I learned that ‘a qui’ means ‘here;’. They used it to mean ‘give me the ball’ or ‘I’m open’.

I learned ‘alto!’. Which means ‘stop’. I would yell ‘a key!’ A key!’, which sounds the same, and frequently got me, the object of the keep away, the ball. The children then yelled ‘alto! Alto!’ To tell each other to stop saying ‘a qui’.

I vaguely remember playing where those of us who had traveled in from the US played against the children and those who lived there, but it has been quite a few years. I also have played a lot of alto saxophone in my life, so I probably tuned into that word fairly quickly.

I learned that if I yelled ‘alto!’, sometimes that made the person stop and look.

Lots of fun was had in Reynosa by those of us who spoke English, Spanish, and sometimes a combination of the two.

At age 19, I traveled to France near the border of Switzerland, with my sister to be a part of a multi-cultural experience with 16-21 year olds.

Friends from Ireland; both Catholic and Protestant, who in 1990 did not have a history of peacefully co-existing; England (Bath), Czechoslovakia (now known as the Czech Republic); East Germany, West Germany (who had just joined to be Germany), Norway, and many youth from France attended. The East and West Germans were experiencing very different economic times including costs prior to their merge, and the people from those countries shared first hand the experiences they were having.

They spoke of movie prices, which had been somewhere around $3 in East Germany, compared to $10 in West Germany. When the merge occurred, the country had one price for movies, which was the West German price. Our friends from East Germany related the struggles with the quick inflation and how that had personally affected their families.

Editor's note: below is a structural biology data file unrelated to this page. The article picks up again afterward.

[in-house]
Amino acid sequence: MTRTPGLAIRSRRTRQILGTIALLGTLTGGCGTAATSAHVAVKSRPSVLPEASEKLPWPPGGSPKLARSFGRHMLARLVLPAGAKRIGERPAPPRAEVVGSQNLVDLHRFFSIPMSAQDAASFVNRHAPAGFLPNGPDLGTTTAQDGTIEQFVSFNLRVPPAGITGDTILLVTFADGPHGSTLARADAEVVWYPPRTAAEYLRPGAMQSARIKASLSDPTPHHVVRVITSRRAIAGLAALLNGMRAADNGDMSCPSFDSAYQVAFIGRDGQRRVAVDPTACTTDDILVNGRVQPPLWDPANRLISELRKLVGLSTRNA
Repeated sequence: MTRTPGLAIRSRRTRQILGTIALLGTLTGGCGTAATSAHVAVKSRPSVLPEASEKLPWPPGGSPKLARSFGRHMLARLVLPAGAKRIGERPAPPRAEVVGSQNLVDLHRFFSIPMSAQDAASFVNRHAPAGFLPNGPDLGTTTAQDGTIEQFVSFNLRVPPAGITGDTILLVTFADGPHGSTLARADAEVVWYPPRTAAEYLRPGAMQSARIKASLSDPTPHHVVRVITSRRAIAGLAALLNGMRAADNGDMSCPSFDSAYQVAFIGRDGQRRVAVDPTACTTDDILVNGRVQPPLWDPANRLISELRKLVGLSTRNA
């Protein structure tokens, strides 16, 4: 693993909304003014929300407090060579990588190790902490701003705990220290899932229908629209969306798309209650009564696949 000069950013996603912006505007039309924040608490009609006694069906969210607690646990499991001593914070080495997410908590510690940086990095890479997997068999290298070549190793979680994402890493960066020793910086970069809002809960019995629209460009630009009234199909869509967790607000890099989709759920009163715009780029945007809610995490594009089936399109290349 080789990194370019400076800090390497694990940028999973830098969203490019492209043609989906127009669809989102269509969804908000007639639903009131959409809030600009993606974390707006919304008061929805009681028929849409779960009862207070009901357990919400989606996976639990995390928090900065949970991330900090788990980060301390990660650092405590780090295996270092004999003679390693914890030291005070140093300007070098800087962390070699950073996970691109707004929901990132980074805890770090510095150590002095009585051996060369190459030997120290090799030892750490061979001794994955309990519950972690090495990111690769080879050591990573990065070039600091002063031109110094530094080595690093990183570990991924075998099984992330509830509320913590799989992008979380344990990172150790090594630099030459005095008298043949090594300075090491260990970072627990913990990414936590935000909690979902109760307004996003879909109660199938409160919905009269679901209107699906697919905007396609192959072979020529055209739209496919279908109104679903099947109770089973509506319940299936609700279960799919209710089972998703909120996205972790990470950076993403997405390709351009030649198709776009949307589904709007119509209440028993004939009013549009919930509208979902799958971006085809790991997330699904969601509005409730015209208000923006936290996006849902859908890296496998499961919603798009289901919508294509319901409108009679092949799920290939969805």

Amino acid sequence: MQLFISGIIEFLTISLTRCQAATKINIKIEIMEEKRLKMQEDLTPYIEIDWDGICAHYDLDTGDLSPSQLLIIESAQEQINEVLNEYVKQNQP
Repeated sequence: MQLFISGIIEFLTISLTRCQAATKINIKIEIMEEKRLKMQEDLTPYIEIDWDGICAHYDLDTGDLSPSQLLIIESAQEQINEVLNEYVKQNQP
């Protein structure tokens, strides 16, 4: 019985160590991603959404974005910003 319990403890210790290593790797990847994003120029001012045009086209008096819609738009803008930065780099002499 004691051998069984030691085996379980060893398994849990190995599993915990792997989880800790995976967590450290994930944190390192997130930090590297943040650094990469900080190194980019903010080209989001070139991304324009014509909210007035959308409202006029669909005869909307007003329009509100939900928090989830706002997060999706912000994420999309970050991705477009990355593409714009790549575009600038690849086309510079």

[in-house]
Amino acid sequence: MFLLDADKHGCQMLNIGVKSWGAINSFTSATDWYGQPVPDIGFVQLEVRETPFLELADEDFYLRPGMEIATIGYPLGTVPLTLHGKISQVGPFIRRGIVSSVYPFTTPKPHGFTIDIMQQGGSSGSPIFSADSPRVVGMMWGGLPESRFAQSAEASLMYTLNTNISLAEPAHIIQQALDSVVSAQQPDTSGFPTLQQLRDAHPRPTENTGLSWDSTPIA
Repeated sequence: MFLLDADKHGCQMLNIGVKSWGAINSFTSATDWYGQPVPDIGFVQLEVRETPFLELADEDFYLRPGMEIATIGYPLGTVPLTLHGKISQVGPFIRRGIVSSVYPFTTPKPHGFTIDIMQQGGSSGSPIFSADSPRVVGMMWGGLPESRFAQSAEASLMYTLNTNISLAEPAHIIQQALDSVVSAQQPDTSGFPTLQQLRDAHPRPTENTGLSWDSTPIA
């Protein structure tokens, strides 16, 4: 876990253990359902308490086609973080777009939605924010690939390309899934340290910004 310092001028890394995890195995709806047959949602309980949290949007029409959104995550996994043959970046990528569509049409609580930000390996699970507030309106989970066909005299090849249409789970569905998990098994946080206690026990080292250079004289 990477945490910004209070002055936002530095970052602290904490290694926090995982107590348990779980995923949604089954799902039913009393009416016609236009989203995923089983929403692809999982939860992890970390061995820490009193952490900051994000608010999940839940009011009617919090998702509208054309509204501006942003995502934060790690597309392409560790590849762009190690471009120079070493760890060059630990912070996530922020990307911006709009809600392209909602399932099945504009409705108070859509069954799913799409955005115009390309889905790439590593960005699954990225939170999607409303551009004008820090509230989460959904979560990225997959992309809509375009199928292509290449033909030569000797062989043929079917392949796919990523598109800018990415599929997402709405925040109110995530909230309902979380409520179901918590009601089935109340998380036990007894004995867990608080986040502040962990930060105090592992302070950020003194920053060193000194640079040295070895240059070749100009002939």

I had just taken 2 semesters of German at Indiana University (a 4 credit class, taught by a woman who would later teach me about Women in German History) which for my American ear was easier to hear.

I learned that each of the other countries participating taught English in primary school, when, as our friends taught my sister and me, we are more able to learn it.

Learning a different language after the age of 12 is much more difficult, so my sister and my experience learning Spanish/French (for her), and French/German for me set us far behind our friends in terms of speaking their language (whatever that might be) fluently, and each of them spoke English to an extent that far out-performed our efforts at speaking their first language.

All instructions were stated in German, French, and then English. We had an activity each day, and worked to clear a 5k trail. We had a talent show where I accompanied on piano as my friend from Bath sang ‘The Long and Winding Road’, by the Beatles.

I do not remember my own talent, but do remember a couple of girls playing the recorder, which is not an especially easy instrument to play well.

Sarah, from Bath, incidentally did not like carbonation in her soda. She clarified, each time she made her Coke ‘flat’; that this was not a product of Bath, England. It was her preference, as a resident of Bath.

I learned from one of my Irish friends that when I asked ‘should I wear pants?’, in regard to temperature, that her chuckle came from the fact that those with her Irish dialect called ‘pants’ what my sister and I referred to as ‘underwear’.

It was amusing to me that she had thought I asked such a personal question, and I have referred to those shorts with longer legs as ‘long pants’ ever since.

I also learned, fast forwarding to 2018 when ‘23 and Me’ became popular, that approximately 97% of my genes come from Northern Europe, most specifically from Ireland.